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raptor: Raptor Nazis
raptor: Raptor Nazis

Raptor Nazis

raptor: Fine. I did it myself. by THE_RAPTOR_ MORE MEMES
raptor: Fine. I did it myself. by THE_RAPTOR_
MORE MEMES

Fine. I did it myself. by THE_RAPTOR_ MORE MEMES

raptor: I can’t think of anything funny to put here by gaming_raptor MORE MEMES
raptor: I can’t think of anything funny to put here by gaming_raptor
MORE MEMES

I can’t think of anything funny to put here by gaming_raptor MORE MEMES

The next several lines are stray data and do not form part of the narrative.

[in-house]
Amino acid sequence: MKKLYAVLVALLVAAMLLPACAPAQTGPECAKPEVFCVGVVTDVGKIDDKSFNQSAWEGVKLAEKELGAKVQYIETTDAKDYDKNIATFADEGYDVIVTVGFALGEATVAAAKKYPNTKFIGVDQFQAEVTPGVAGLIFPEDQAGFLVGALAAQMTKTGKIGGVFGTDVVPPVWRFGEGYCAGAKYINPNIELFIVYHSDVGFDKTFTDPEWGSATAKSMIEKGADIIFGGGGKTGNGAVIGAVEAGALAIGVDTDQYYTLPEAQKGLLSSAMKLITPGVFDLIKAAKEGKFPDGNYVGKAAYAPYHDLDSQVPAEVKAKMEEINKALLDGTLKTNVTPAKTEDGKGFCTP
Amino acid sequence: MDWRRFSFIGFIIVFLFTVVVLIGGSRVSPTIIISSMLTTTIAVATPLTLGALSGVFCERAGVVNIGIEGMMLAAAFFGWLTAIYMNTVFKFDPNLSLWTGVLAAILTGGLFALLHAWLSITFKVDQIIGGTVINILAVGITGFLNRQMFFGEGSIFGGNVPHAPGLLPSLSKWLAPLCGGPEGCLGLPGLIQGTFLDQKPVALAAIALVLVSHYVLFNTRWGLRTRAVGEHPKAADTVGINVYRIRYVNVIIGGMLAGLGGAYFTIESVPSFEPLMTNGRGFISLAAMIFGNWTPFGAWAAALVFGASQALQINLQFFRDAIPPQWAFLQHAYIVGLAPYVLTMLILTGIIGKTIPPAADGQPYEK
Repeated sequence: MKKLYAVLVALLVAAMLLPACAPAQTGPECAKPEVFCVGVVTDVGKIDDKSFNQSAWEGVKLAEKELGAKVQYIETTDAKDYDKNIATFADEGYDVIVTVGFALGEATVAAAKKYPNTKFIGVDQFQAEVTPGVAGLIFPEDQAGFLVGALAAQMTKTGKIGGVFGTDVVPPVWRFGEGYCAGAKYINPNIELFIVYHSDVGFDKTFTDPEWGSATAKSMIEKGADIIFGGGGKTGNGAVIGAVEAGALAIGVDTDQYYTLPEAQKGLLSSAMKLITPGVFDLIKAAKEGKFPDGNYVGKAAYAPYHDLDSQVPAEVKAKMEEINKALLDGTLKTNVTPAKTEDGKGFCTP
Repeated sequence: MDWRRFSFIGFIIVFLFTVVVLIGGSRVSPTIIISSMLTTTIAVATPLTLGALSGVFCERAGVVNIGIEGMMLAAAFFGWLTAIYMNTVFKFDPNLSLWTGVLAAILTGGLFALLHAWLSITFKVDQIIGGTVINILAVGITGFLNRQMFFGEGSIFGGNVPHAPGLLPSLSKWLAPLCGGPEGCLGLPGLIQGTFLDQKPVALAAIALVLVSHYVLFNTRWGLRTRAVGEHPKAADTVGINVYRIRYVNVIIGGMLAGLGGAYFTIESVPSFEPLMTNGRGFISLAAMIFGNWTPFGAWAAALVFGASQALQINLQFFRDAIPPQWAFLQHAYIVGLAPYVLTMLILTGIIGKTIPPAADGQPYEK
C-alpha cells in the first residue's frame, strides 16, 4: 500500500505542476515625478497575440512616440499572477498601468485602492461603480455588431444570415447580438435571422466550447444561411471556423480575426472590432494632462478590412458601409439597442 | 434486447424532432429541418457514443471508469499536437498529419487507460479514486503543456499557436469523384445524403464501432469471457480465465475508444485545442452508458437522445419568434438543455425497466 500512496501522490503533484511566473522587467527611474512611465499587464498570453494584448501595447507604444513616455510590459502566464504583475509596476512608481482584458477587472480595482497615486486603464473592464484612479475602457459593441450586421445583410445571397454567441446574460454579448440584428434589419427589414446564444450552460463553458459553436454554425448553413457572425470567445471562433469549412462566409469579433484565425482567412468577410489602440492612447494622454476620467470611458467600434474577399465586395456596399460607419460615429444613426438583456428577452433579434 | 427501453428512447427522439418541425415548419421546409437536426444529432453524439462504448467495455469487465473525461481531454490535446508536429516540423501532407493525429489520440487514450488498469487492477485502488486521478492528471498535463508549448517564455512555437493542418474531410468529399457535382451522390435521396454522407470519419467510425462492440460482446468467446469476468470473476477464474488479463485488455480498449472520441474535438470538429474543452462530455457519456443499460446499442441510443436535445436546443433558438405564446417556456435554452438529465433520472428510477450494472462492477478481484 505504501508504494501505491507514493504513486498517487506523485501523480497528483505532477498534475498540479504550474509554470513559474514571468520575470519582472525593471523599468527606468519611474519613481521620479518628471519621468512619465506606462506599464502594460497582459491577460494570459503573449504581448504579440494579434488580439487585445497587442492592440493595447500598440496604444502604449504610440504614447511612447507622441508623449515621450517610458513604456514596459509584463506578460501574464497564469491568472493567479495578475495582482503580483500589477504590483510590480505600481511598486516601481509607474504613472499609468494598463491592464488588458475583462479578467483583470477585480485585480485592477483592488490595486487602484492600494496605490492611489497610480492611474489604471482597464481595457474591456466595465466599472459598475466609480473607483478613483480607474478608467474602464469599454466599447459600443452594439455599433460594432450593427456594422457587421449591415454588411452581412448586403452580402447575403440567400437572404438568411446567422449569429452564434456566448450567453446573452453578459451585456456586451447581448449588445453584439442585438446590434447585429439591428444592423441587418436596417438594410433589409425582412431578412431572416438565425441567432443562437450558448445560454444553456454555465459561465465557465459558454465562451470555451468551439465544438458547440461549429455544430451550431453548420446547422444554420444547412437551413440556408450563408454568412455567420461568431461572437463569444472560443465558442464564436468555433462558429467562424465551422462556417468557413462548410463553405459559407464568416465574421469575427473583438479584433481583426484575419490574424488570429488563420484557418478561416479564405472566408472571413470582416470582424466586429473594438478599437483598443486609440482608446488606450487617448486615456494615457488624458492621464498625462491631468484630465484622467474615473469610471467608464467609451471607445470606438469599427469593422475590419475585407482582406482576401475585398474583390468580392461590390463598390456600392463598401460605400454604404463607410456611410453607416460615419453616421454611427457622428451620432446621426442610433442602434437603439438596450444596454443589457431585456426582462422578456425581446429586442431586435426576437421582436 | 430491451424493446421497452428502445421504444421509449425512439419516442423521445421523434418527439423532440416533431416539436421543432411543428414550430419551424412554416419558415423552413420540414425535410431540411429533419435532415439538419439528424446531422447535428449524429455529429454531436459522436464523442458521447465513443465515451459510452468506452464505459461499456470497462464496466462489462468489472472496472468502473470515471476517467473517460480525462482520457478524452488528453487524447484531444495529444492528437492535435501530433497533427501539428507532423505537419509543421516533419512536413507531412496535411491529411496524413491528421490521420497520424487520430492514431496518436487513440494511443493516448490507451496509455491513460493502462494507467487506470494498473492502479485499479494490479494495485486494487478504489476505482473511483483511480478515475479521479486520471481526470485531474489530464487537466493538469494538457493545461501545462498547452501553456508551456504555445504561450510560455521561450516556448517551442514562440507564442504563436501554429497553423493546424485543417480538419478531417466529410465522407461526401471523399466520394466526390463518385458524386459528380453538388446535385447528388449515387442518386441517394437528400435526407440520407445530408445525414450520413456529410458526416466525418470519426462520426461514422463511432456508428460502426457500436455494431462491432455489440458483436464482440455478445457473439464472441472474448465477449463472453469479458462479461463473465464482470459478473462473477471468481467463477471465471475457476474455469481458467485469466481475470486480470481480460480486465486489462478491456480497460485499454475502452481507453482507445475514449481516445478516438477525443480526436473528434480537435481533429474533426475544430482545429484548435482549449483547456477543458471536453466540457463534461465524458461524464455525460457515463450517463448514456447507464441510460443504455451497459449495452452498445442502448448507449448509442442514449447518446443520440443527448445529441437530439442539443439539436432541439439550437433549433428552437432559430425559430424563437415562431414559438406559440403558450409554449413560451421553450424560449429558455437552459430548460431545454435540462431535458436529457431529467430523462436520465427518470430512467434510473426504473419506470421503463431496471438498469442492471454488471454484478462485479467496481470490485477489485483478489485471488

raptor: vaspider: shaaknaa: emi–rose: osberend: iopele: suspendnodisbelief: naamahdarling: optimysticals: youwantmuchmore: thebestoftumbling: golden eagle having a relaxing time This is the world’s largest flying Engine of Murder marveling at the fact that it can actually have its tummy rubbed. I feel like this is the next step up on “loose your fingers” roulette from petting a kittie’s tummy, but just below belly rubs for say a lion. Can someone who knows birds better than I do tell me whether this eagle is as happy as it looks?  Because I want it to be happy.  It looks so happy.  Bewildered by having a friend, but so happy. Just popping on this thread to confirm: yes, the eagle is happy about the belly rubs. Golden eagles make this sound when receiving allopreening and similar affectionate and soothing treatment from their parents and mates. It’s the “I am safe and well fed, and somebody familiar is taking good care of me” sound. Angry raptors and wounded raptors make some pretty dramatic hisses and shrieks; frightened raptors go dead silent and try to hide if they can, or fluff up big and get loud and in-your-face if hiding isn’t an option. They can easily sever a finger or break the bones of a human hand or wrist, and even with a very thick leather falconer’s gauntlet, I’ve known falconers to leave a mews (hawk house) with graphic punctures THROUGH the gauntlet into the meat of their hands and arms, just from buteos and kestrels way smaller than this eagle. A pissed off hawk will make damn sure you don’t try twice whatever you pulled that pissed her off, even if she’s been human-imprinted. If you’re ever unsure about an animal’s level of okayness with something that’s happening, there are three spot-check questions you can ask, to common-sense your way through it: 1. Is the animal capable of defending itself or making a threatening or fearful display, or otherwise giving protest, and if so, is it using this ability? (e.g. dog snarling or biting, swan hissing, horse kicking or biting) 2. Does the animal experience an incentive-based relationship with the human? (i.e. does the animal have a reason, in the animal’s frame of reference, for being near this human? e.g. dog sharing companionship / food / shelter, hawk receiving good quality abundant food and shelter and medical care from a falconer) 3. Is the animal a domesticated species, with at least a full century of consistent species cohabitation with humans? (Domesticated animals frequently are conditioned from birth or by selective breeding to be unbothered by human actions that upset their feral nearest relatives.) In this situation, YES the eagle can self-defend, YES the eagle has incentive to cooperate with and trust the human handler, and NO the eagle is not a domesticated species, meaning we can expect a high level of reactivity to distress, compared to domestic animals: if the eagle was distressed, it would be pretty visible and apparent to the viewer. These aren’t a universally applicable metric, but they’re a good start for mammal and bird interactions. Pair that with the knowledge that eagles reserve those chirps for calm environments, and you can be pretty secure and comfy in the knowledge that the big honkin’ birb is happy and cozy. Also, to anybody wondering, falconers are almost single-handedly responsible for the recovery from near-extinction of several raptor species, including and especially peregrine falcons. Most hawks only live with the falconer for a year, and most of that year is spent getting the bird in ideal condition for survival and success as a wild breeding adult. Falconers are extensively trained and dedicated wildlife conservationists, pretty much by definition, especially in the continental USA, and they make up an unspeakably important part of the overall conservation of predatory bird species. Predatory birds are an important part of every ecosystem they inhabit. Just like apiarists and their bees, the relationship between falconer and hawk is one of great benefit to the animal and the ecosystem, in exchange for a huge amount of time, effort, expense, and education on the part of the human, for very little personal benefit to that one human. It’s definitely not exploitation of the bird, and most hawks working with falconers are hawks who absolutely would not have reached adulthood without human help: the sick, the injured, and the “runts” of the nest who don’t receive adequate resources from their own parents. These are, by and large, wonderful people who are in love with the natural world and putting a lifetime of knowledge and sheer exhausting work into conserving it and its winged wonders. reblogged for excellent info, I’m so glad that big gorgeous birb really is as happy as it looks! Today’s bit of positive activism: A reminder that, although the world may contain many bad and awful things, it also contains an enormous winged predator clucking happily as a human gives it a belly rub. @marywhal is bird-cat!! @vaspider birb